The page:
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text 2018-08-19 16:27
Reading progress update: I've read 126 out of 188 pages.
Black Klansman - Ron Stallworth

Only about 20 people showed up to the anti-KKK protests mentioned at this part. A couple KKK members showed up as counterprotesters. They were being ignored at first and weren't even in their robes until one of them asked a member of the media if they'd like a story, and the person said yes. Then the Klan members put on their robes and it became a media feeding frenzy.

 

"The media all too often unwittingly creates the very news it reports because of its zeal to get a story. This only benefits the person or subject being covered and gives them or it a power neither deserves."

 

What gets me is that this is something much of the media still hasn't figured out. Or maybe they've figured it out but don't care, because ratings are all that matter, even if it means giving white supremacists a platform.

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text 2018-08-18 22:28
Reading progress update: I've read 116 out of 188 pages.
Black Klansman - Ron Stallworth

"First they got their ideas about how to light a cross from a James Bond movie, and now they were bragging about secret handshakes. It was as if Dennis the Menace were running a hate group."

 

Heh. I like the moments where Stallworth pokes fun at the Klan.

 

One thing I've learned in the past few pages: the KKK influence on Colorado politics, particularly Denver politics, was huge in the 1920s and 1930s. Denver's mayor during this period was a devoted KKK member, and in 1923 approximately half of Colorado's tens of thousands of KKK members lived in Denver (103). This was never once mentioned during my school years, although admittedly I only spent part of my childhood and teens in Colorado. I'm guessing, though, that even if I'd spent my entire life in Colorado, I wouldn't have known this.

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text 2018-08-17 13:27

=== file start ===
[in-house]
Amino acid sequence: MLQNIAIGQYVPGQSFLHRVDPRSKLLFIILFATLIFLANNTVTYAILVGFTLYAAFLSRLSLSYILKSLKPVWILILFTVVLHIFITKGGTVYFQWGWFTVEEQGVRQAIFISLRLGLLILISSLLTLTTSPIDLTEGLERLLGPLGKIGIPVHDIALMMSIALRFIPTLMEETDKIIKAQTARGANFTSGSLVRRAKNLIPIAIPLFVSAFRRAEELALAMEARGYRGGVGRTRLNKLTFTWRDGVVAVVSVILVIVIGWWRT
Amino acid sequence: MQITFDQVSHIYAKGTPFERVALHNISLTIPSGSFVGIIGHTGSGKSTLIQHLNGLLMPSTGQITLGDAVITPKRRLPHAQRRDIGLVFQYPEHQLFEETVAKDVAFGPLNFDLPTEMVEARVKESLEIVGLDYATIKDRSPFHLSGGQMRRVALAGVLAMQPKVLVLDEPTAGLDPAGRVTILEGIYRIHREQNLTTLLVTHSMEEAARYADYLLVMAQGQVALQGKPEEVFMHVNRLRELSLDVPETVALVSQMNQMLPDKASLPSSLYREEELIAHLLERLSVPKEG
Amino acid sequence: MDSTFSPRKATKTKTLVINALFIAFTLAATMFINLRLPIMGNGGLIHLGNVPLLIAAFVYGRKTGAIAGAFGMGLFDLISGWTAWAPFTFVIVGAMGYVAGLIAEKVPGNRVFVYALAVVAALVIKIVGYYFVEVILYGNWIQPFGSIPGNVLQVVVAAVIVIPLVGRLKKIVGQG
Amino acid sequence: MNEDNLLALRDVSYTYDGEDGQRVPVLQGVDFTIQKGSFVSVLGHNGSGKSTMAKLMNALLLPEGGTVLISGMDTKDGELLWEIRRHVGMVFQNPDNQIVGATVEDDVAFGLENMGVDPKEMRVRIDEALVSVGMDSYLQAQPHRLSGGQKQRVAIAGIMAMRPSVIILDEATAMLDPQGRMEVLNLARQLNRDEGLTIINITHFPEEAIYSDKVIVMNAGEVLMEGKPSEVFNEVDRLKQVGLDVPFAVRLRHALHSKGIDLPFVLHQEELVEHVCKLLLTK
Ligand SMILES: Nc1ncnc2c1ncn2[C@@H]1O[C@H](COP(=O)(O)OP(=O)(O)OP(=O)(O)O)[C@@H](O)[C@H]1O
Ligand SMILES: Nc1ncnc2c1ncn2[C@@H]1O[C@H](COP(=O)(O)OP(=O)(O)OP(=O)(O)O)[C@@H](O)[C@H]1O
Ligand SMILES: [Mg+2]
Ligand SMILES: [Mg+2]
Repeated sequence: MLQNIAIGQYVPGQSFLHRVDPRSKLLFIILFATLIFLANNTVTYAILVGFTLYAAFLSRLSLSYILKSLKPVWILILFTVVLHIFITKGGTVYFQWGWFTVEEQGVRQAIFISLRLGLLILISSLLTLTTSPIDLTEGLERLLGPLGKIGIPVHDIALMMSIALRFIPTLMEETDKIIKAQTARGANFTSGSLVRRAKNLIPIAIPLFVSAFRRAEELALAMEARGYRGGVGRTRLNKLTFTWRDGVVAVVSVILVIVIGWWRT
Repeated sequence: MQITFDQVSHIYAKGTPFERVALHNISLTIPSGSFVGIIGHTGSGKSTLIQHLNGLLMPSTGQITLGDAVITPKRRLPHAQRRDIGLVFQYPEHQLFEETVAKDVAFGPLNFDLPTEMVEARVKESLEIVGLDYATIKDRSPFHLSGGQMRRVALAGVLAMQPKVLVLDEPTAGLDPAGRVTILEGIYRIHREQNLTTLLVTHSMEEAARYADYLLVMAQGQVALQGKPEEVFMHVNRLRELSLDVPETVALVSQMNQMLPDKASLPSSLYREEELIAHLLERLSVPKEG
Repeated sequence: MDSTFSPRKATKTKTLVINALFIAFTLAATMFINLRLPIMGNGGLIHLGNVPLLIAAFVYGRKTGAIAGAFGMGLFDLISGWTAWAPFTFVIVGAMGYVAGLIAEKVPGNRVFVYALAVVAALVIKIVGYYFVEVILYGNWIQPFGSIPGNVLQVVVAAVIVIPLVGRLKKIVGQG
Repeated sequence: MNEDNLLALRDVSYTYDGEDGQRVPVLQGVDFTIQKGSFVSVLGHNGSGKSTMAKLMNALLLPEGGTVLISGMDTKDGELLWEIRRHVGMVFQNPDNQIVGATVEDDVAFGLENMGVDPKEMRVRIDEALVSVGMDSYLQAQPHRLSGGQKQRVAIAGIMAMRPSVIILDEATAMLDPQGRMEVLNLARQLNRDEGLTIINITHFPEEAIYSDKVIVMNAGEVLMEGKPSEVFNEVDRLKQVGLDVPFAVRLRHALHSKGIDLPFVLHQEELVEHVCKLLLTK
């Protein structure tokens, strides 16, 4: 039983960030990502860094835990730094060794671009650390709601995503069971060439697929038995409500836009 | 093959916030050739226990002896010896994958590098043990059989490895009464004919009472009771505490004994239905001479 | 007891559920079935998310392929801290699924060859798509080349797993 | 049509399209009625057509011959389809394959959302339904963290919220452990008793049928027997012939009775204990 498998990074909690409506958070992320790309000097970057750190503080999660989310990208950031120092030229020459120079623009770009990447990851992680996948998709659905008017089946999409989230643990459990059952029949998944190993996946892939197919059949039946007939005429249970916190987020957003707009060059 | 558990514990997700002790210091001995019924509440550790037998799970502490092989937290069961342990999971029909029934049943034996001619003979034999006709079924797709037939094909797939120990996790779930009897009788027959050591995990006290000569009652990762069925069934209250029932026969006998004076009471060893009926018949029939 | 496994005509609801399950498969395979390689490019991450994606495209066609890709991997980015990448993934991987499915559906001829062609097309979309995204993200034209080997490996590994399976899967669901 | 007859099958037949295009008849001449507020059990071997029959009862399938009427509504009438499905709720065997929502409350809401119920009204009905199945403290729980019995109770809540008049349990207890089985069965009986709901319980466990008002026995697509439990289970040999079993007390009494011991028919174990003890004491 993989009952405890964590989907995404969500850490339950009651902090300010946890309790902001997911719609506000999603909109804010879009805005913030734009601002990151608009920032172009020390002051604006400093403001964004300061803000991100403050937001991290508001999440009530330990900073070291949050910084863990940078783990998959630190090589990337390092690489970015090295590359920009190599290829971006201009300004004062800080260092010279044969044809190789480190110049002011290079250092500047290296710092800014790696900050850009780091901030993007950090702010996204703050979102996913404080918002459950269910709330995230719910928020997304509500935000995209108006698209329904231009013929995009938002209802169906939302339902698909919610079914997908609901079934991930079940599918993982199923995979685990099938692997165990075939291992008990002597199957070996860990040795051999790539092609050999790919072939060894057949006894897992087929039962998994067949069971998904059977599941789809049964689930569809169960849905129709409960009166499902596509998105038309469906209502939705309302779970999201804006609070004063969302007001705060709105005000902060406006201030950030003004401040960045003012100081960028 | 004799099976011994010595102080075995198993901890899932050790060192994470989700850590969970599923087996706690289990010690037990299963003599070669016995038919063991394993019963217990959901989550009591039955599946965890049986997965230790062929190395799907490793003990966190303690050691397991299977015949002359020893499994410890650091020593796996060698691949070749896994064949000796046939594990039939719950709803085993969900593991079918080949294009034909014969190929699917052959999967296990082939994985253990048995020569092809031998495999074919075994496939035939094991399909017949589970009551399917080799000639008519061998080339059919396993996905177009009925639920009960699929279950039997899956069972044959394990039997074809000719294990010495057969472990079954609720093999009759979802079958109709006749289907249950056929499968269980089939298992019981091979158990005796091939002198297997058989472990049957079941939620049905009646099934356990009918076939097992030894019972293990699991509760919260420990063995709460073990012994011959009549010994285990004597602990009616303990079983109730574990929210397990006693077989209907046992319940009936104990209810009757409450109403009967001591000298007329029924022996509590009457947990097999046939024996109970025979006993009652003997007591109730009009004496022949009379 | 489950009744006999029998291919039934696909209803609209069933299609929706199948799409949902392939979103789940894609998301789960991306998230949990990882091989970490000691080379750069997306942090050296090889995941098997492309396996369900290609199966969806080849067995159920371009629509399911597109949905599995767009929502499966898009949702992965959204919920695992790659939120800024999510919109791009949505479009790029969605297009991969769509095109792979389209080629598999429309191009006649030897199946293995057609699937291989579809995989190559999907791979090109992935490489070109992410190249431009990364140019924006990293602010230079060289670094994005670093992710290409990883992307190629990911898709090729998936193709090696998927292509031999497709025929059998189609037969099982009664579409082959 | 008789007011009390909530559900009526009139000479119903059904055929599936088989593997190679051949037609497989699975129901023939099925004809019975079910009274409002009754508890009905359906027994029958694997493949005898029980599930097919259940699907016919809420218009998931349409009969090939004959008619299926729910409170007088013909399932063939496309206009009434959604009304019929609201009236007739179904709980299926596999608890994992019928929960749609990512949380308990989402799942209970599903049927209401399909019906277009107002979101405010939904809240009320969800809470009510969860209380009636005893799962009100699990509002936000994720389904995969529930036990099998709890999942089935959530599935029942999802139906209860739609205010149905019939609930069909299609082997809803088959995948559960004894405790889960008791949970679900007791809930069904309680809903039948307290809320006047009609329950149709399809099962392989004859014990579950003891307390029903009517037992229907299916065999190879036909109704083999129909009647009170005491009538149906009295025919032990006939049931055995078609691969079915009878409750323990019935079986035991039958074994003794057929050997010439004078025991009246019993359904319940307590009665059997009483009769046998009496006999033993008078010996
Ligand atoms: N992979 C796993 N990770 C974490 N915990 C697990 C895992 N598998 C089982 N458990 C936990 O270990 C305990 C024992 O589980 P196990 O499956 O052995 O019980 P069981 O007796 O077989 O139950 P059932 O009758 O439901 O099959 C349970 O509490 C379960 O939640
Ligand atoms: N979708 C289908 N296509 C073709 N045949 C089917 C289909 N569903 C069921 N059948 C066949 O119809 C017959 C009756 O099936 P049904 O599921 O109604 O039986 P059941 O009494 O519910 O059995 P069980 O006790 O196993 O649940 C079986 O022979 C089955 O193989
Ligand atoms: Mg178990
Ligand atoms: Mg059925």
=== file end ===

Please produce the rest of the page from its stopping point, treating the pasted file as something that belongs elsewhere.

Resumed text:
Reading progress update: I've read 88 out of 188 pages.
Black Klansman - Ron Stallworth

The timeline's a little hard to follow. On page 88, Stallworth is "anxiously" calling David Duke about the status of his KKK membership card. On page 84, Stallworth writes about becoming a strange sort of celebrity among criminal justice officials, who'd see him at the cop bar, offer to buy him a drink, and ask to see his KKK membership card. (This entire section seemed a bit weird to me. Wouldn't it have been seen as a potential problem that the investigation was such a badly kept secret?)

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text 2018-08-16 21:42
Reading progress update: I've listened 68 out of 151 minutes.
The Very First Damned Thing: An Author-Read Audio Exclusive - Jodi Taylor

I hate to say it, but I'm a bit bored, and I haven't even been listening to this for very long. I wonder if it would be better with a different narrator? I like the author's voice, but apparently I've been spoiled by actor-narrators.

 

And I'm confused about how time travel works in this. At times, it's indicated that the timeline protects itself - time travelers couldn't change things if they tried, because they'd be prevented from doing so by the universe, possibly at the cost of their own lives. At other times, characters say things that indicate that time travelers could, in fact, have a disastrous effect on the timeline if they're not careful. So which is it?

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text 2018-08-16 13:18
Reading progress update: I've read 70 out of 188 pages.
Black Klansman - Ron Stallworth

Total number of cops who have talked to Ken, the Colorado Springs KKK member who was the start of all of this: 3. He still thinks he's been talking to one person, Ron Stallworth, and he thinks Ron is just great.

 

So great, in fact, that he's trying to get Ron/Chuck to agree to assume a leadership role in the Colorado Springs chapter of the KKK. Stallworth is now telling readers why this was a problem for the police and discussing the issue of entrapment, which is something I suspect many cop shows have messed up on.

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